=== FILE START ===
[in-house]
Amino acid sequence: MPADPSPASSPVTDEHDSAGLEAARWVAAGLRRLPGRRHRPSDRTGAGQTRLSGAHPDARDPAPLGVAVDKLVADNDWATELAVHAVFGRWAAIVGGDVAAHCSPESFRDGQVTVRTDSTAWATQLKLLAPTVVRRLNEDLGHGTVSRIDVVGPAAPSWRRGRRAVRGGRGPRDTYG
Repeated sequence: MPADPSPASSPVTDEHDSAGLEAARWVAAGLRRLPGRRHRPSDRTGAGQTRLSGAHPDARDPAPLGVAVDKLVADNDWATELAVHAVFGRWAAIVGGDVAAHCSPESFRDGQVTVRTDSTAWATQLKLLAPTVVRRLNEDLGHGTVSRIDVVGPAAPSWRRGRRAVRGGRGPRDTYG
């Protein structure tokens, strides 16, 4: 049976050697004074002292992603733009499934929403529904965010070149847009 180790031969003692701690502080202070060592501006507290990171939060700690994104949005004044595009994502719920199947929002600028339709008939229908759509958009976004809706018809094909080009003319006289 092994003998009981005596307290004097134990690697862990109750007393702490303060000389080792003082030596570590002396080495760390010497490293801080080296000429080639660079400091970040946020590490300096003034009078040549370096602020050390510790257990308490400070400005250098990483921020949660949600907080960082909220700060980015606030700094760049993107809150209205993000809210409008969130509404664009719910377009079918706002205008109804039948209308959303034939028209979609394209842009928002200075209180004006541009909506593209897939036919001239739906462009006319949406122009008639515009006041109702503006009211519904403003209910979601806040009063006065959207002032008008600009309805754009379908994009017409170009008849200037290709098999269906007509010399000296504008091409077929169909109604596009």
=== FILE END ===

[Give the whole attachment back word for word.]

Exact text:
[in-house]
Amino acid sequence: MPADPSPASSPVTDEHDSAGLEAARWVAAGLRRLPGRRHRPSDRTGAGQTRLSGAHPDARDPAPLGVAVDKLVADNDWATELAVHAVFGRWAAIVGGDVAAHCSPESFRDGQVTVRTDSTAWATQLKLLAPTVVRRLNEDLGHGTVSRIDVVGPAAPSWRRGRRAVRGGRGPRDTYG
Repeated sequence: MPADPSPASSPVTDEHDSAGLEAARWVAAGLRRLPGRRHRPSDRTGAGQTRLSGAHPDARDPAPLGVAVDKLVADNDWATELAVHAVFGRWAAIVGGDVAAHCSPESFRDGQVTVRTDSTAWATQLKLLAPTVVRRLNEDLGHGTVSRIDVVGPAAPSWRRGRRAVRGGRGPRDTYG
């Protein structure tokens, strides 16, 4: 049976050697004074002292992603733009499934929403529904965010070149847009 180790031969003692701690502080202070060592501006507290990171939060700690994104949005004044595009994502719920199947929002600028339709008939229908759509958009976004809706018809094909080009003319006289 092994003998009981005596307290004097134990690697862990109750007393702490303060000389080792003082030596570590002396080495760390010497490293801080080296000429080639660079400091970040946020590490300096003034009078040549370096602020050390510790257990308490400070400005250098990483921020949660949600907080960082909220700060980015606030700094760049993107809150209205993000809210409008969130509404664009719910377009079918706002205008109804039948209308959303034939028209979609394209842009928002200075209180004006541009909506593209897939036919001239739906462009006319949406122009008639515009006041109702503006009211519904403003209910979601806040009063006065959207002032008008600009309805754009379908994009017409170009008849200037290709098999269906007509010399000296504008091409077929169909109604596009």